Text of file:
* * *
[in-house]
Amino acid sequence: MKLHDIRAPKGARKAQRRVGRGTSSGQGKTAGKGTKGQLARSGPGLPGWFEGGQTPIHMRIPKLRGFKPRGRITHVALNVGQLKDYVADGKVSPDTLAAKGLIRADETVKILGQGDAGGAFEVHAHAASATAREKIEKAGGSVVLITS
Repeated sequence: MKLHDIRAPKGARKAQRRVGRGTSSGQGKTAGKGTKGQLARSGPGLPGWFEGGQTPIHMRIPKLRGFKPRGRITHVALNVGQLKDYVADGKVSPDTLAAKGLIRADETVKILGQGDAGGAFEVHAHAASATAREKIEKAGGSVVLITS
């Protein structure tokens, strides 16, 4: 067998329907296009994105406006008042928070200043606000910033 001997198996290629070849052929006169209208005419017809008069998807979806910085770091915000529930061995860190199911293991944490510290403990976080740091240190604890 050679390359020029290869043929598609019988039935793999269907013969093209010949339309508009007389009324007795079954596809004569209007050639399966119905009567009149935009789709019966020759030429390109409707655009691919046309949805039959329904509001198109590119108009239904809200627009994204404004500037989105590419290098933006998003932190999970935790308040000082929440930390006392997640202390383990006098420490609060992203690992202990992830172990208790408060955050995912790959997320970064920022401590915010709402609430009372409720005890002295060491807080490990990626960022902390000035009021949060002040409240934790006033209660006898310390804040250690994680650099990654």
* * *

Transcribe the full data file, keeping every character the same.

[in-house]
Amino acid sequence: MKLHDIRAPKGARKAQRRVGRGTSSGQGKTAGKGTKGQLARSGPGLPGWFEGGQTPIHMRIPKLRGFKPRGRITHVALNVGQLKDYVADGKVSPDTLAAKGLIRADETVKILGQGDAGGAFEVHAHAASATAREKIEKAGGSVVLITS
Repeated sequence: MKLHDIRAPKGARKAQRRVGRGTSSGQGKTAGKGTKGQLARSGPGLPGWFEGGQTPIHMRIPKLRGFKPRGRITHVALNVGQLKDYVADGKVSPDTLAAKGLIRADETVKILGQGDAGGAFEVHAHAASATAREKIEKAGGSVVLITS
């Protein structure tokens, strides 16, 4: 067998329907296009994105406006008042928070200043606000910033 001997198996290629070849052929006169209208005419017809008069998807979806910085770091915000529930061995860190199911293991944490510290403990976080740091240190604890 050679390359020029290869043929598609019988039935793999269907013969093209010949339309508009007389009324007795079954596809004569209007050639399966119905009567009149935009789709019966020759030429390109409707655009691919046309949805039959329904509001198109590119108009239904809200627009994204404004500037989105590419290098933006998003932190999970935790308040000082929440930390006392997640202390383990006098420490609060992203690992202990992830172990208790408060955050995912790959997320970064920022401590915010709402609430009372409720005890002295060491807080490990990626960022902390000035009021949060002040409240934790006033209660006898310390804040250690994680650099990654």